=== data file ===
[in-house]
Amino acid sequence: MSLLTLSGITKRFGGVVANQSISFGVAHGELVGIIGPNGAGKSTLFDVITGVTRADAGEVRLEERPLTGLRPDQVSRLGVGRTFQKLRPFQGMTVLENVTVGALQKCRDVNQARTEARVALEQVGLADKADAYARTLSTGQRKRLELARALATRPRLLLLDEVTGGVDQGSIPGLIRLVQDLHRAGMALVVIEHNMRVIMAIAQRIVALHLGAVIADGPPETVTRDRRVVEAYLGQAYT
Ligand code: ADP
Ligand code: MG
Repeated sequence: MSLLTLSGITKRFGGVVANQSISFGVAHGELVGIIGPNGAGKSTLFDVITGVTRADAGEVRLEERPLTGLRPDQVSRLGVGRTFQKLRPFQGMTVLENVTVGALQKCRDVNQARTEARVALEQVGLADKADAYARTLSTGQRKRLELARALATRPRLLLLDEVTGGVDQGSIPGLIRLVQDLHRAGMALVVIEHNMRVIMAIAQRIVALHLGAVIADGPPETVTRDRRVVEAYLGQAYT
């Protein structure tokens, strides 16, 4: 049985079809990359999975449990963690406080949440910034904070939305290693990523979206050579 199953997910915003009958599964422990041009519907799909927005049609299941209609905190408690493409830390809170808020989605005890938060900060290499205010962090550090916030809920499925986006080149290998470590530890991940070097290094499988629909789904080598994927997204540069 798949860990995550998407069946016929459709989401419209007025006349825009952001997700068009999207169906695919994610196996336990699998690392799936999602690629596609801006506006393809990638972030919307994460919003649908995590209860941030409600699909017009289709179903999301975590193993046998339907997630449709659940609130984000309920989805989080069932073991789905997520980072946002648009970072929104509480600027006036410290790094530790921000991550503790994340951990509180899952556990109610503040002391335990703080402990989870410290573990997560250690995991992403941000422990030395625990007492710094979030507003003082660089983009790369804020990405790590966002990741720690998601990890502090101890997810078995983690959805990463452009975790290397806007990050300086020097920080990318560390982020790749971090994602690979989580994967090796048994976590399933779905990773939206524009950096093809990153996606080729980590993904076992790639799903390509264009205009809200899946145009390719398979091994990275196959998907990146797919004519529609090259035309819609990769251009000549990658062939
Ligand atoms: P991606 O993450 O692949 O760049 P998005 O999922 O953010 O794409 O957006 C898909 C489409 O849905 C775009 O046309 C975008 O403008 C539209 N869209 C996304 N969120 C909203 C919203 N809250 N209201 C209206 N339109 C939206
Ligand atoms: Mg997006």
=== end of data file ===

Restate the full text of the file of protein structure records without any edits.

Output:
[in-house]
Amino acid sequence: MSLLTLSGITKRFGGVVANQSISFGVAHGELVGIIGPNGAGKSTLFDVITGVTRADAGEVRLEERPLTGLRPDQVSRLGVGRTFQKLRPFQGMTVLENVTVGALQKCRDVNQARTEARVALEQVGLADKADAYARTLSTGQRKRLELARALATRPRLLLLDEVTGGVDQGSIPGLIRLVQDLHRAGMALVVIEHNMRVIMAIAQRIVALHLGAVIADGPPETVTRDRRVVEAYLGQAYT
Ligand code: ADP
Ligand code: MG
Repeated sequence: MSLLTLSGITKRFGGVVANQSISFGVAHGELVGIIGPNGAGKSTLFDVITGVTRADAGEVRLEERPLTGLRPDQVSRLGVGRTFQKLRPFQGMTVLENVTVGALQKCRDVNQARTEARVALEQVGLADKADAYARTLSTGQRKRLELARALATRPRLLLLDEVTGGVDQGSIPGLIRLVQDLHRAGMALVVIEHNMRVIMAIAQRIVALHLGAVIADGPPETVTRDRRVVEAYLGQAYT
């Protein structure tokens, strides 16, 4: 049985079809990359999975449990963690406080949440910034904070939305290693990523979206050579 199953997910915003009958599964422990041009519907799909927005049609299941209609905190408690493409830390809170808020989605005890938060900060290499205010962090550090916030809920499925986006080149290998470590530890991940070097290094499988629909789904080598994927997204540069 798949860990995550998407069946016929459709989401419209007025006349825009952001997700068009999207169906695919994610196996336990699998690392799936999602690629596609801006506006393809990638972030919307994460919003649908995590209860941030409600699909017009289709179903999301975590193993046998339907997630449709659940609130984000309920989805989080069932073991789905997520980072946002648009970072929104509480600027006036410290790094530790921000991550503790994340951990509180899952556990109610503040002391335990703080402990989870410290573990997560250690995991992403941000422990030395625990007492710094979030507003003082660089983009790369804020990405790590966002990741720690998601990890502090101890997810078995983690959805990463452009975790290397806007990050300086020097920080990318560390982020790749971090994602690979989580994967090796048994976590399933779905990773939206524009950096093809990153996606080729980590993904076992790639799903390509264009205009809200899946145009390719398979091994990275196959998907990146797919004519529609090259035309819609990769251009000549990658062939
Ligand atoms: P991606 O993450 O692949 O760049 P998005 O999922 O953010 O794409 O957006 C898909 C489409 O849905 C775009 O046309 C975008 O403008 C539209 N869209 C996304 N969120 C909203 C919203 N809250 N209201 C209206 N339109 C939206
Ligand atoms: Mg997006």